Visenya wielded the Valyrian steel sword Dark Sister. She is mainly remembered and respected as a strong, capable warrior, something few women are acknowledged as in Westerosi history.


Widely known as a tyrant, Harren Hoare or Harren the Black was King of the Riverlands and the Iron Isles during the War of Conquest. When Aegon invaded Westeros, the Riverlands were the first to be scorched by dragon fire. Harren saw the completion of Harrenhal, the greatest of the strongholds of Westeros, for which Weirwood trees were felled in order to be built. Confident in the strength of its walls, Harren was undeterred by the small Targaryen army and refused to bend the knee. Aegon destroyed Harrenhal with his dragon, burning Harren and his entire house within its walls. Aegon awarded the Iron Islands to House Greyjoy and the Riverlands to House Tully, and both swore fealty to the Iron Throne.

(with Simon Woods as Aegon Targaryen.)


Mern XI Gardener was the King of the Reach and the Lord of Highgarden during the War of Conquest. He defied Aegon the Conqueror, and allied himself with Loren Lannister, the King of the Rock, to face the invaders in open battle. The combined might of the Reach and the Rock defeated the Targaryen army, until Aegon and his sisters Rhaenys and Visenya unleashed their dragons in what has since been called the Field of Fire. Defeated, Loren Lannister bent the knee. Mern Gardener died, and his house died with him.

(with Simon Woods as Aegon Targaryen.)


Why Frederick was Great,

"A crown is merely a hat to let the rain in".

-Frederick the Great

Born Frederick II, Frederick seemed like the last person in the world to lead a conquering military.  In fact, in his younger years he seemed more interested in fine arts and music than war and combat. He even once tried to run away to avoid becoming King of Prussia. However, when Frederick took the Prussian throne in 1740, his reign would stun Europe and rightly earn him the title, “Frederick the Great”.

When Frederick came to power in 1740, Prussia was far from an empire, in fact it was a minor backwater in Eastern Germany and Western Poland.  Some of its territory wasn’t even contiguous with the rest of the country (see map above) as small plots of Prussian soil doted Germany.  Frederick sought to change all that.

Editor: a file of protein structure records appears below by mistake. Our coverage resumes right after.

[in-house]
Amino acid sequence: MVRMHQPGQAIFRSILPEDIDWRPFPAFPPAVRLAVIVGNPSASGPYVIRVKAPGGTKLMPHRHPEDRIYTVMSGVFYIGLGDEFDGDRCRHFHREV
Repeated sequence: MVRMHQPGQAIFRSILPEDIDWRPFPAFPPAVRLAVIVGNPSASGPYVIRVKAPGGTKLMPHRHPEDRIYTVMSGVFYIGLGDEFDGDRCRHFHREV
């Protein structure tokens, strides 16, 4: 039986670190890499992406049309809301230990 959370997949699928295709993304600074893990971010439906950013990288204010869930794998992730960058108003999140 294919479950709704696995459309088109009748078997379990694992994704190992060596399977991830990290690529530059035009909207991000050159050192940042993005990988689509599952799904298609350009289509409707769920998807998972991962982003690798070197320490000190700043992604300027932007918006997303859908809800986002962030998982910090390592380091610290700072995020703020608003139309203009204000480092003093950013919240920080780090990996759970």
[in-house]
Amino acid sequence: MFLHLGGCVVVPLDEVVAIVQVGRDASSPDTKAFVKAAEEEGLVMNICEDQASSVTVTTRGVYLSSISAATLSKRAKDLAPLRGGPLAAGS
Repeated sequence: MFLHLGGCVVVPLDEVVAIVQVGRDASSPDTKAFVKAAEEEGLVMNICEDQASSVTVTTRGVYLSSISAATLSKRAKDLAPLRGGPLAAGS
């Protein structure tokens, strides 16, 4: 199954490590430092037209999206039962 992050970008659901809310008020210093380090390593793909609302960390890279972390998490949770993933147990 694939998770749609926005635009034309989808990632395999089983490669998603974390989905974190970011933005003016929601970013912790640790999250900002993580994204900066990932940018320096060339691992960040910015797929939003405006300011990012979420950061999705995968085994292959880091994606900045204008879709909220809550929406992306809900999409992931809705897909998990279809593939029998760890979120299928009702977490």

While Frederick’s kingdom was nothing special, his army certainly was.  Prussia could not recruit mass armies like large empires such as Britain, France, or Russia.  The population of eligible conscripts in Prussia was small, so the Prussians built an army based on quality rather than quantity.  While small the Prussian Army was the best trained, most disciplined, best equipped, and most technologically advanced army in the world at the time.  More importantly the Prussian Army was led by some of the best military commanders and tacticians in Europe. In most of Europe placement as a military officer was based on wealth and inherited privilege. This resulted in massive and unwieldy armies led by incompetent buffoons. In contrast the Prussian Army chose its leaders based on merit, skill, and ability.  As a result the Prussian Army was led by a skilled officer corps, and commanded by brilliant generals who utilized audacious and revolutionary tactics.

In 1741 Frederick tricked Austrian Queen Maria Theresa to allow his armies to occupy Lower Silesia (now the Czech Republic) in exchange for protection from France, Spain and Bavaria. He then proceeded to invade key areas, forcing Maria Theresa to cede almost all of Silesia by 1745. The annexation of Silesia almost doubled his kingdom overnight, while more importantly enriching his kingdom as Silesia was an important mining and industrial region of Eastern Europe.  However, Maria Theresa was not going to simply let Prussia keep Silesia.

In 1756, Austria would seek to take back Silesia, invading the territory as a part of the larger Seven Years War (known as the French and Indian War in America).  However, Austria was not alone.  Allied with her was France, Russia, Sweden, Saxony, and other German states.  With enemies all around him it seemed that Frederick would be easily overrun.  In fact Prussia almost collapsed as result, but the superior Prussian Army was able to hold out against impossible odds.  Incredibly, under the direct leadership of the Frederick and the use of swift maneuvering  the Prussian Army was able to prevent the major armies of France, Sweden, and Austria from linking.  Unlike other monarchs, Frederick personally led his troops into battle.  In fact he had six horses shot out from under him during the Seven Years War.  One of his most famous tactics was the use of the “oblique order”, a strategy that involved attack a single flank on the enemy’s line.  If that flank gave, the whole army, no matter how large, would be sent running.